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NCV 4 Management Practice Hands-On Support  Slide Show - Module4
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NCV 4 Management Practice Hands-On Support Slide Show - Module4


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This slide show complements NCV 4 Management Practice Hands-On Training by Bert Eksteen & Anthony Hill, published by Future Managers Pty Ltd. For more information visit our website …

This slide show complements NCV 4 Management Practice Hands-On Training by Bert Eksteen & Anthony Hill, published by Future Managers Pty Ltd. For more information visit our website

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  • 1. Management Practice 4
  • 2. Module 4: Management functions
  • 3. Module 4: Management functions
    • After completing this module, you will be able to:
      • apply the decision-making process to make a managerial decision
      • apply the general management functions to a selected organisation
    • After completing this outcome, you will be able to:
      • Explain the steps to be followed in making a decision with reference to authentic workplace situation
      • Use the decision-making process to make a management decision
      • Compile a written report on the result of the management decision taken
  • 5. Introduction
    • The managing process consists of 4 functions:
      • Planning
      • Organising
      • Leading
      • Controlling
    • Decision-making is a central aspect of all four fundamental management functions
    • Successful organisations “out-decide” their competitors in at least three ways:
      • they make better decisions
      • they make decisions faster
      • they implement decisions more
  • 6. Decision-making
    • A decision implies that managers are faced with either a threat or an opportunity
    • The course of history has been shaped by decisions
  • 7. Types of managerial decisions Programmed Structured Unprogrammed Unstructured
  • 8. Activity 1
    • Are the following decisions an example of a programmed or non-programmed decision?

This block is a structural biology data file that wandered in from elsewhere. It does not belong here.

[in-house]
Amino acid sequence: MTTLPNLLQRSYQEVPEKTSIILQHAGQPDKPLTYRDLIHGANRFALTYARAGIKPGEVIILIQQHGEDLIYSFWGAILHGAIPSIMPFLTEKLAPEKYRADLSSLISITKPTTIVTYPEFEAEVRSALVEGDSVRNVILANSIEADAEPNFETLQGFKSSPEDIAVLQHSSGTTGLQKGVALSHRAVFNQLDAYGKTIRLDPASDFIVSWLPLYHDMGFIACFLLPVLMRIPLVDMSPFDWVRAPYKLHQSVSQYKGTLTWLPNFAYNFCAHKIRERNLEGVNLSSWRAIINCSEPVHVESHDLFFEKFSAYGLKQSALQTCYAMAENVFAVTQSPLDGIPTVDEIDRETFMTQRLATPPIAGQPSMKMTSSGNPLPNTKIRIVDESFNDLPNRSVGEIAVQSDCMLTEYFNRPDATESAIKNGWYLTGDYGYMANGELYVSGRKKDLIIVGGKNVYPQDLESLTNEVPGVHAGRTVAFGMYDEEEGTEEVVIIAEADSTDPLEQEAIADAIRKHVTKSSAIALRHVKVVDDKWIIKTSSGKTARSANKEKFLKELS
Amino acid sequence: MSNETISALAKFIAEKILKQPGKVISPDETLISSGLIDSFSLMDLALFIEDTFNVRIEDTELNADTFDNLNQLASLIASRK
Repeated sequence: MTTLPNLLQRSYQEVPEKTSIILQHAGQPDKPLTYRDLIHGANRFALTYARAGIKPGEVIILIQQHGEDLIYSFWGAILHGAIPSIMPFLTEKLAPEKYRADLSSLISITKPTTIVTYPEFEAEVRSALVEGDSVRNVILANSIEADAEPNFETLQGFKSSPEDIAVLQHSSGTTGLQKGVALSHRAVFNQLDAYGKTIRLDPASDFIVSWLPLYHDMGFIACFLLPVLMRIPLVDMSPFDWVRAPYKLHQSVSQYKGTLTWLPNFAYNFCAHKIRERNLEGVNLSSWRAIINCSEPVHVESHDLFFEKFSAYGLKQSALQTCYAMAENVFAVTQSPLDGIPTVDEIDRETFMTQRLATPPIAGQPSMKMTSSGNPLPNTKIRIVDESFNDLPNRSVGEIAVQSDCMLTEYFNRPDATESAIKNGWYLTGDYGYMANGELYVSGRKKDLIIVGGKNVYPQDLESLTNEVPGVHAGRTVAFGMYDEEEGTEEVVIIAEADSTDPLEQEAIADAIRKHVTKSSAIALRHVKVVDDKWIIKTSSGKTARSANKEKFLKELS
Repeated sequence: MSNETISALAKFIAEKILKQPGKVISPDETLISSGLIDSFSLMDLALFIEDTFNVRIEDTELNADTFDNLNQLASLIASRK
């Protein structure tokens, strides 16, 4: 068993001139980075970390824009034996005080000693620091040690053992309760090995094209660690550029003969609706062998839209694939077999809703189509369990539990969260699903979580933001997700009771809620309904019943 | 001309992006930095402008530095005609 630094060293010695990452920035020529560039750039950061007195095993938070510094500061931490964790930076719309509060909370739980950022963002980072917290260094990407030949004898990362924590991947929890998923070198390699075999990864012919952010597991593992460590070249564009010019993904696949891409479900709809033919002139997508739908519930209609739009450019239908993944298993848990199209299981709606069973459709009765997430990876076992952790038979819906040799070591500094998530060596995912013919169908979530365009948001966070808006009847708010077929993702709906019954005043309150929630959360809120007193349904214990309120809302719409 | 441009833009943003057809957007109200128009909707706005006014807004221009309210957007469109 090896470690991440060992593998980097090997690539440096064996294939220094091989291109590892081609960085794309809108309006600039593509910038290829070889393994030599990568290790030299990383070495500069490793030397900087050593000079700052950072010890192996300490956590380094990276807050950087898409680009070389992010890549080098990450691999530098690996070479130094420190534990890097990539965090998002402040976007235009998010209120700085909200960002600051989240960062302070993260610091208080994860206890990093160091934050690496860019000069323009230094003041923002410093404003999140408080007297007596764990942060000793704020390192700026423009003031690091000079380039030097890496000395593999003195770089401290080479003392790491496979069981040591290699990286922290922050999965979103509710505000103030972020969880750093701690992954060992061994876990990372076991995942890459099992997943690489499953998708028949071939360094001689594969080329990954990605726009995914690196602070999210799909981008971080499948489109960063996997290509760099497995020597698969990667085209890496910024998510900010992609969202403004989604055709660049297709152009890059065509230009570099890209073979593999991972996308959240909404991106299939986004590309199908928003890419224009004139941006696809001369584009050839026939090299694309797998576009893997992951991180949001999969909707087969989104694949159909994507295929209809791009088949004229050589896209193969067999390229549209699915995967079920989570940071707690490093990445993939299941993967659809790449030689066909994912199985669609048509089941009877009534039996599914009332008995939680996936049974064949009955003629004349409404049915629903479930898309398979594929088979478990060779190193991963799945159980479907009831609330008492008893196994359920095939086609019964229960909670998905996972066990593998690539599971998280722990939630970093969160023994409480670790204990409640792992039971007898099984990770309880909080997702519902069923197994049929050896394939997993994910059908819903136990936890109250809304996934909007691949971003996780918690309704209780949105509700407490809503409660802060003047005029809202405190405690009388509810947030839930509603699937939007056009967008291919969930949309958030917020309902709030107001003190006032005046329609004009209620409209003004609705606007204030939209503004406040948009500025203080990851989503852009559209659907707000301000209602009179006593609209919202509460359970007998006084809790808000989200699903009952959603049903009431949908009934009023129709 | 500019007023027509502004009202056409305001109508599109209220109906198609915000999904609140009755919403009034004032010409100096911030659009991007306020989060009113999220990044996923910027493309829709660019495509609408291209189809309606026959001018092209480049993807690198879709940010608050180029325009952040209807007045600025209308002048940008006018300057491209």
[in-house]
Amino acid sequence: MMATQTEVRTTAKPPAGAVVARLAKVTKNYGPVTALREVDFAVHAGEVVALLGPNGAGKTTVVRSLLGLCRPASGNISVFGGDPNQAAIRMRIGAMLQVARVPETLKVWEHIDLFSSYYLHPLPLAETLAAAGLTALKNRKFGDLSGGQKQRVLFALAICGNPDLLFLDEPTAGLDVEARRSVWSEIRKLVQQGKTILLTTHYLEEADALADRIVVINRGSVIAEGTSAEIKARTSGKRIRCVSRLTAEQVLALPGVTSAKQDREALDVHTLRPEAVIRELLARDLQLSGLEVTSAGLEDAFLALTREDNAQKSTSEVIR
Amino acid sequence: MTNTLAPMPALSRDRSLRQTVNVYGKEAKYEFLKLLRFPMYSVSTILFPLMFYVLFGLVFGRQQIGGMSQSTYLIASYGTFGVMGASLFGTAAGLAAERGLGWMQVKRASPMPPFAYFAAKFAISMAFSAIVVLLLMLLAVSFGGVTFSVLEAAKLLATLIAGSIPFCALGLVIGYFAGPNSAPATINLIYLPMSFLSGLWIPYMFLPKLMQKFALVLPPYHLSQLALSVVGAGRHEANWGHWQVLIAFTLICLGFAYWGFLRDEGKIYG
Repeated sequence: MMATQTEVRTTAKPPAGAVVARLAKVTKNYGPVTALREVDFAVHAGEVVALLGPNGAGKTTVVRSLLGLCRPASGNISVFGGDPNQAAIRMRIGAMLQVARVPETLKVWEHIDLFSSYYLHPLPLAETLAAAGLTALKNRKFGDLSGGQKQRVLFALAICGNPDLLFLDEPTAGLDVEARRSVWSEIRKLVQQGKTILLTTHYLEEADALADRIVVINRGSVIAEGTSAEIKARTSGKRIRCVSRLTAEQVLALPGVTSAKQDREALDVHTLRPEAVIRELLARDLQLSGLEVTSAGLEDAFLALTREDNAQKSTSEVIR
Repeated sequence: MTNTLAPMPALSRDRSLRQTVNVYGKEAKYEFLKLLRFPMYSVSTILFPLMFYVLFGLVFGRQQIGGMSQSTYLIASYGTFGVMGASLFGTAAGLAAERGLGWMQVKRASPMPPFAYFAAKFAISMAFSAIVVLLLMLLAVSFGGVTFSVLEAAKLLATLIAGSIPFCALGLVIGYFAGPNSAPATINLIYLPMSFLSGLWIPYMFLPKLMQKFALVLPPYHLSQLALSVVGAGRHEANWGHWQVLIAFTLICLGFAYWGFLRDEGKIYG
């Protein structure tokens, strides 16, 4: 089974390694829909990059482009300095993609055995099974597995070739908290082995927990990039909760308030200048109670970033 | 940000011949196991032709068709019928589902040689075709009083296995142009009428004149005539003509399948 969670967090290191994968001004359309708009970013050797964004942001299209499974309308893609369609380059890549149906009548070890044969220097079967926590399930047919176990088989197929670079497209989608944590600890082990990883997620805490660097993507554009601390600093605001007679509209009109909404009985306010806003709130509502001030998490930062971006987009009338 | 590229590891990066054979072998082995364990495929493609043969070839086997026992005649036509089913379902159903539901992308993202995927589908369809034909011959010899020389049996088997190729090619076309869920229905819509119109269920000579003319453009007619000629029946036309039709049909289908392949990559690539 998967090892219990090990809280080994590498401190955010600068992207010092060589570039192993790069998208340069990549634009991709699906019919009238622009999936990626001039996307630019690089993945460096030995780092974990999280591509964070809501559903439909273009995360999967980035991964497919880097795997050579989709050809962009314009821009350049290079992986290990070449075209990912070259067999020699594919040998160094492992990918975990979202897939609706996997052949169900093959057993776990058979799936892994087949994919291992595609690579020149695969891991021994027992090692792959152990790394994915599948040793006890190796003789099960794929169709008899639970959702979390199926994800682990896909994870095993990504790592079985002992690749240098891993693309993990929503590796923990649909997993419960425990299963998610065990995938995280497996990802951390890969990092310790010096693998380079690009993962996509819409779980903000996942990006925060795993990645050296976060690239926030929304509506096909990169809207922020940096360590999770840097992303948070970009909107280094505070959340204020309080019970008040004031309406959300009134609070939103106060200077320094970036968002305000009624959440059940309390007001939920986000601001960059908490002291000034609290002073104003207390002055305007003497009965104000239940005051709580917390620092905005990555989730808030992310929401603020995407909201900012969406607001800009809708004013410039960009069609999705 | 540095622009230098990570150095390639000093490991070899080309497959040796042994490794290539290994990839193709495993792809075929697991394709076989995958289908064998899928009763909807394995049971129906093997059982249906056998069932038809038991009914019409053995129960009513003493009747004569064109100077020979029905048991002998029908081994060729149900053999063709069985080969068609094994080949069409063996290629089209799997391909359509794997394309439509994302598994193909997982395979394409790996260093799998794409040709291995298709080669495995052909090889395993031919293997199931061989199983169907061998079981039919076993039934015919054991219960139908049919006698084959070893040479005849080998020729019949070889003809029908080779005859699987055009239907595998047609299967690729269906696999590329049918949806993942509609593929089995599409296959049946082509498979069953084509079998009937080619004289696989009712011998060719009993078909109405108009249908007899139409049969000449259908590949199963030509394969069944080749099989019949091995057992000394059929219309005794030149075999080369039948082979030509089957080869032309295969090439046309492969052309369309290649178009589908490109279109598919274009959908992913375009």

• McDonalds had to pay wages at the end of the month.
      • McDonalds decide to enter a new market.
      • McDonalds decide to re-engineer their cheese burger, that was for more than ten years on the market, with excellent sales over the years
      • McDonalds want to add scones with strawberry jam and cream to their menu.
      • McDonalds decide to continue with their “drive-thru” section – after concerns about the effect of the fuel price on this section.
  • 9. Decision-making conditions Certainty Risk Uncertainty Outcome of options predictable Outcome of options unpredictable
  • 10. Probability
    • Objective probability
      • Based on historical evidence
    • Subjective probability
      • Historical evidence not available
  • 11. Decision-making conditions and levels of uncertainty Certainty Risk Uncertainty Decision maker has complete certainty Decision maker has some certainty Decision maker has complete uncertainty Available options and the benefits or costs of each are known Outcome of each alternative is not known in advance Outcome of each alternative is unpredictable No element of change intervenes between the option and its outcome Probability can be assigned to each alternative outcome Probability cannot be assigned to each alternative outcome Decision is a sure thing Decision is a “gamble” Decision requires “guts” or based on your “gut feeling”
  • 12. Activity 2
    • If you are the manager of a McDonald’s franchise nearby you, lists the decisions that you will make.
    • Divide these decisions into decisions where the outcome is certain, decisions where there is risk involved (and mention the risk) and decisions with a lot of uncertainty.
  • 13. 1.1 Use the decision-making process to make a management decision Stage 1 Stage 2 Stage 3 Stage 4 Stage 5 Stage 6 Stage 7 Recognise, classify and define the problem or opportunity Set goals and criteria Generate creative alternative courses of action Evaluate alternative courses of action Select the best option Implement the chose option Conduct follow up evaluation Group decision making Quantitative tools – Cost benefit analysis